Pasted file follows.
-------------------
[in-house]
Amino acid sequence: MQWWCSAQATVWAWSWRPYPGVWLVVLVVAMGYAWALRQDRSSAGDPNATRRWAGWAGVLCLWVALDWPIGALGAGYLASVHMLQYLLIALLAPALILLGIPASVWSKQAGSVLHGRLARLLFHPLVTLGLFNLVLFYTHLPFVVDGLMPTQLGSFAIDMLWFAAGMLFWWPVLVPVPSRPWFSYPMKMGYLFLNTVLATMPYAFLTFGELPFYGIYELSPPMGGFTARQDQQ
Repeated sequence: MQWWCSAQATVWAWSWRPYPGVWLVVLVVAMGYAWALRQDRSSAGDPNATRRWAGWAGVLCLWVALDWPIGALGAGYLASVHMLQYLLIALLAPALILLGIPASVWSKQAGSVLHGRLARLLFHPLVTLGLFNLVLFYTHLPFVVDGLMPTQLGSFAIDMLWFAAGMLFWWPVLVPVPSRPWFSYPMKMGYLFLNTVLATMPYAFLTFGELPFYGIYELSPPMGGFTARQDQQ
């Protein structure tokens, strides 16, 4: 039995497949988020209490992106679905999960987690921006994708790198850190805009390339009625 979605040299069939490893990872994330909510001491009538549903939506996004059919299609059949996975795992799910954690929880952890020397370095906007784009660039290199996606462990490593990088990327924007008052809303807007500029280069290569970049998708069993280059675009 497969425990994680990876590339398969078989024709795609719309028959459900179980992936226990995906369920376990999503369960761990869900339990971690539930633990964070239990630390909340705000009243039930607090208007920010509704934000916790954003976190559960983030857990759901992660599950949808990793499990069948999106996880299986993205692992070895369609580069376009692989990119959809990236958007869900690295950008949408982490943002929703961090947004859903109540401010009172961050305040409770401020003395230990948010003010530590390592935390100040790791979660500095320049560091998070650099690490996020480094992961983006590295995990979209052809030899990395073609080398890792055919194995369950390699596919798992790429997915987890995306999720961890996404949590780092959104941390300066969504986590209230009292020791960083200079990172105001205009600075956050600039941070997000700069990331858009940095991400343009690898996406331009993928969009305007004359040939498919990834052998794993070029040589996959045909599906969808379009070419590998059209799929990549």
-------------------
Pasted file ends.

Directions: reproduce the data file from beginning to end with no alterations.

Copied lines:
[in-house]
Amino acid sequence: MQWWCSAQATVWAWSWRPYPGVWLVVLVVAMGYAWALRQDRSSAGDPNATRRWAGWAGVLCLWVALDWPIGALGAGYLASVHMLQYLLIALLAPALILLGIPASVWSKQAGSVLHGRLARLLFHPLVTLGLFNLVLFYTHLPFVVDGLMPTQLGSFAIDMLWFAAGMLFWWPVLVPVPSRPWFSYPMKMGYLFLNTVLATMPYAFLTFGELPFYGIYELSPPMGGFTARQDQQ
Repeated sequence: MQWWCSAQATVWAWSWRPYPGVWLVVLVVAMGYAWALRQDRSSAGDPNATRRWAGWAGVLCLWVALDWPIGALGAGYLASVHMLQYLLIALLAPALILLGIPASVWSKQAGSVLHGRLARLLFHPLVTLGLFNLVLFYTHLPFVVDGLMPTQLGSFAIDMLWFAAGMLFWWPVLVPVPSRPWFSYPMKMGYLFLNTVLATMPYAFLTFGELPFYGIYELSPPMGGFTARQDQQ
């Protein structure tokens, strides 16, 4: 039995497949988020209490992106679905999960987690921006994708790198850190805009390339009625 979605040299069939490893990872994330909510001491009538549903939506996004059919299609059949996975795992799910954690929880952890020397370095906007784009660039290199996606462990490593990088990327924007008052809303807007500029280069290569970049998708069993280059675009 497969425990994680990876590339398969078989024709795609719309028959459900179980992936226990995906369920376990999503369960761990869900339990971690539930633990964070239990630390909340705000009243039930607090208007920010509704934000916790954003976190559960983030857990759901992660599950949808990793499990069948999106996880299986993205692992070895369609580069376009692989990119959809990236958007869900690295950008949408982490943002929703961090947004859903109540401010009172961050305040409770401020003395230990948010003010530590390592935390100040790791979660500095320049560091998070650099690490996020480094992961983006590295995990979209052809030899990395073609080398890792055919194995369950390699596919798992790429997915987890995306999720961890996404949590780092959104941390300066969504986590209230009292020791960083200079990172105001205009600075956050600039941070997000700069990331858009940095991400343009690898996406331009993928969009305007004359040939498919990834052998794993070029040589996959045909599906969808379009070419590998059209799929990549």